Suicide videos on social media dangerous, have negative influence

A video of a suicide has been making its rounds on Facebook.

Such videos should not be shared on social media.

Research has shown a sharp rise in "copycat" suicides when such incidents are reported in detail.

Vulnerable people can be triggered into acting and be influenced by the gratuitous details of such suicide videos.

Get The Straits Times
newsletters in your inbox

Though social media is an excellent platform for people who want to spread awareness about suicide prevention, sharing a video showing someone committing suicide is not the way to do it.

It is not only insensitive, but also disrespectful to the dead person and his family and friends.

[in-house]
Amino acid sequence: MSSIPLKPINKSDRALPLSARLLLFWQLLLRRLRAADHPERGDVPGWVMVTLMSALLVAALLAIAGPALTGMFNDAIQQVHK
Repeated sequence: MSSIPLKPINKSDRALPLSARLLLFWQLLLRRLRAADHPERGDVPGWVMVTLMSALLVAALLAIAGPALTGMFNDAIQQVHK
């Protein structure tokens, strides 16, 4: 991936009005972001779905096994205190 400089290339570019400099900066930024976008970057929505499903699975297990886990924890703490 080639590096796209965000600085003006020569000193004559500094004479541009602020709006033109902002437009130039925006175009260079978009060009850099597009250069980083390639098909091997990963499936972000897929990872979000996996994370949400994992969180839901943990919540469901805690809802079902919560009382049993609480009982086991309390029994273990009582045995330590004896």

• HELPLINES

  • Samaritans Of Singapore: 1800-221-4444

    Singapore Association For Mental Health: 1800-283-7019

    Institute Of Mental Health's Mental Health Helpline: 6389-2222

    Care Corner Counselling Centre (Mandarin): 1800-353-5800

    Silver Ribbon: 6386-1928

    Tinkle Friend: 1800-274-4788

As we talk about suicide, we must be aware that we are surrounded by people for whom these images are profoundly painful.

Suicide has been a taboo subject for too long. We need to talk about it, but we need to do so in a way that is respectful and avoids instigating vulnerable people who are suicidal to act.

Let us keep suicide pictures and videos off social media, and make the conversation more about how we can reach out to the vulnerable people to let them know we care.

Christine Wong (Ms)

Executive Director

Samaritans of Singapore

A version of this article appeared in the print edition of The Straits Times on June 15, 2017, with the headline 'Suicide videos on social media dangerous, have negative influence'. Print Edition | Subscribe